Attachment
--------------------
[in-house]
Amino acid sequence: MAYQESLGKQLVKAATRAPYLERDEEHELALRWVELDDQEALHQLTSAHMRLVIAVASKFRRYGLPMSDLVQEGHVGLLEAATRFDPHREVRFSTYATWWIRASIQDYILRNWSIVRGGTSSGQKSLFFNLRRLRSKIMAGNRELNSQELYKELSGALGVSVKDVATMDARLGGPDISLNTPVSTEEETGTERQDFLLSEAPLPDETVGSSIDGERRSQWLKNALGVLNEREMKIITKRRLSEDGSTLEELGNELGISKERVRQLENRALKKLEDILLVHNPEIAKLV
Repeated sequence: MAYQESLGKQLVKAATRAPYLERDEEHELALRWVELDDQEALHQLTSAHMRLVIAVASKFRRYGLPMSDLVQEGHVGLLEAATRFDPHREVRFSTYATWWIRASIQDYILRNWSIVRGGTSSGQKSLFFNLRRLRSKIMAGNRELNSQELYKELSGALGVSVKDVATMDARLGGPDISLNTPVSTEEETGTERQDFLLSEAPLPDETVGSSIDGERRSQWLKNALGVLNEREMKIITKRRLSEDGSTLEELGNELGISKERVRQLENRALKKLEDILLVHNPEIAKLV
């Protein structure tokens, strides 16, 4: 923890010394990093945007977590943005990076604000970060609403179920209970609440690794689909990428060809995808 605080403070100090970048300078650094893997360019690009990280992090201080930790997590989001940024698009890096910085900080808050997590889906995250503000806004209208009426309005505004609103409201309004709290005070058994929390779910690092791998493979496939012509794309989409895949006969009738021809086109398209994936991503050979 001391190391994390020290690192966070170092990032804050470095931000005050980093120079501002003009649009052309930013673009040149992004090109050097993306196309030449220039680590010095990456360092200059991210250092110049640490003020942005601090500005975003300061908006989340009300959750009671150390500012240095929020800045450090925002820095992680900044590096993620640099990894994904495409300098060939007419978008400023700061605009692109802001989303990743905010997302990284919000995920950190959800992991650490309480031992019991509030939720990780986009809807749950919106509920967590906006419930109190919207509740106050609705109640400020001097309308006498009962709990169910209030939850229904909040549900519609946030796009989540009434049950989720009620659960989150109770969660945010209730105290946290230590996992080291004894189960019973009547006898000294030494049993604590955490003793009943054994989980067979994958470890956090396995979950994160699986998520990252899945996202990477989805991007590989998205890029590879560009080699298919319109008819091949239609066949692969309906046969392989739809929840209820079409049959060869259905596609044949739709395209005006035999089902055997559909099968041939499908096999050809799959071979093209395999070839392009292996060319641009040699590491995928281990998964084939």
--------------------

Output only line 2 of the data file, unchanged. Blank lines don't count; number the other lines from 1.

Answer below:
Amino acid sequence: MAYQESLGKQLVKAATRAPYLERDEEHELALRWVELDDQEALHQLTSAHMRLVIAVASKFRRYGLPMSDLVQEGHVGLLEAATRFDPHREVRFSTYATWWIRASIQDYILRNWSIVRGGTSSGQKSLFFNLRRLRSKIMAGNRELNSQELYKELSGALGVSVKDVATMDARLGGPDISLNTPVSTEEETGTERQDFLLSEAPLPDETVGSSIDGERRSQWLKNALGVLNEREMKIITKRRLSEDGSTLEELGNELGISKERVRQLENRALKKLEDILLVHNPEIAKLV